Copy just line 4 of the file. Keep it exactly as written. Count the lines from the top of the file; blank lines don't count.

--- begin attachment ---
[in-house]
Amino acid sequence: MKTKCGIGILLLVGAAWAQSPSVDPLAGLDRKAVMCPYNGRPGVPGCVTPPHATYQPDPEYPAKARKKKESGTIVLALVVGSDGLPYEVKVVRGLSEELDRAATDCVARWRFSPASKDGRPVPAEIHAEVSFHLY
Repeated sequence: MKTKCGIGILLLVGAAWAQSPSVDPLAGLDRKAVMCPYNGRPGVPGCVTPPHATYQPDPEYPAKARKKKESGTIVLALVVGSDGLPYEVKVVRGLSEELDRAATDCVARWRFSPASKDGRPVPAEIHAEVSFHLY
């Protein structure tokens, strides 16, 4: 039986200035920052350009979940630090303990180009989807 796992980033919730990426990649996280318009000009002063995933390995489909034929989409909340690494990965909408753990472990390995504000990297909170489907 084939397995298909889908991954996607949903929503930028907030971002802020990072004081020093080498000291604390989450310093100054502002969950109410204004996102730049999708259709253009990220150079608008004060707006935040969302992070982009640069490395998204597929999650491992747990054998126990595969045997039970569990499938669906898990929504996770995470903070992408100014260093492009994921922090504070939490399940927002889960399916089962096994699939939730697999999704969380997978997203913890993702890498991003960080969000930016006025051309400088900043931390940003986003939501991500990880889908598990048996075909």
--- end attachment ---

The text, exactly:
């Protein structure tokens, strides 16, 4: 039986200035920052350009979940630090303990180009989807 796992980033919730990426990649996280318009000009002063995933390995489909034929989409909340690494990965909408753990472990390995504000990297909170489907 084939397995298909889908991954996607949903929503930028907030971002802020990072004081020093080498000291604390989450310093100054502002969950109410204004996102730049999708259709253009990220150079608008004060707006935040969302992070982009640069490395998204597929999650491992747990054998126990595969045997039970569990499938669906898990929504996770995470903070992408100014260093492009994921922090504070939490399940927002889960399916089962096994699939939730697999999704969380997978997203913890993702890498991003960080969000930016006025051309400088900043931390940003986003939501991500990880889908598990048996075909």